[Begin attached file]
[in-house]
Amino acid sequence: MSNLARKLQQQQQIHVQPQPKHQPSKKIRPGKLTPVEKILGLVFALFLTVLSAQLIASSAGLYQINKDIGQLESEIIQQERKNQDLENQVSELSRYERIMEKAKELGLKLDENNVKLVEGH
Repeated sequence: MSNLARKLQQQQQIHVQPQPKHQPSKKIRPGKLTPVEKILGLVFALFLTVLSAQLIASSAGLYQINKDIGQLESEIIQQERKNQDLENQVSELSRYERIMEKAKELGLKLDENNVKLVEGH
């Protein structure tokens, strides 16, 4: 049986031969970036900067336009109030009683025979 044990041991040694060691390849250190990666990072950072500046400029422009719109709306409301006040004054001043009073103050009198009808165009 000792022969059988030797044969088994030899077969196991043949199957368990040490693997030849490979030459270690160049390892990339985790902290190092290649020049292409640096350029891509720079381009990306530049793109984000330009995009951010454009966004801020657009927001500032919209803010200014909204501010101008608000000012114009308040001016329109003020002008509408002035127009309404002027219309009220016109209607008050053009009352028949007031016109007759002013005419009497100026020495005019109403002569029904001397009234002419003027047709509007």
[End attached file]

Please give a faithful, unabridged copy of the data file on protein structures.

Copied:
[in-house]
Amino acid sequence: MSNLARKLQQQQQIHVQPQPKHQPSKKIRPGKLTPVEKILGLVFALFLTVLSAQLIASSAGLYQINKDIGQLESEIIQQERKNQDLENQVSELSRYERIMEKAKELGLKLDENNVKLVEGH
Repeated sequence: MSNLARKLQQQQQIHVQPQPKHQPSKKIRPGKLTPVEKILGLVFALFLTVLSAQLIASSAGLYQINKDIGQLESEIIQQERKNQDLENQVSELSRYERIMEKAKELGLKLDENNVKLVEGH
């Protein structure tokens, strides 16, 4: 049986031969970036900067336009109030009683025979 044990041991040694060691390849250190990666990072950072500046400029422009719109709306409301006040004054001043009073103050009198009808165009 000792022969059988030797044969088994030899077969196991043949199957368990040490693997030849490979030459270690160049390892990339985790902290190092290649020049292409640096350029891509720079381009990306530049793109984000330009995009951010454009966004801020657009927001500032919209803010200014909204501010101008608000000012114009308040001016329109003020002008509408002035127009309404002027219309009220016109209607008050053009009352028949007031016109007759002013005419009497100026020495005019109403002569029904001397009234002419003027047709509007």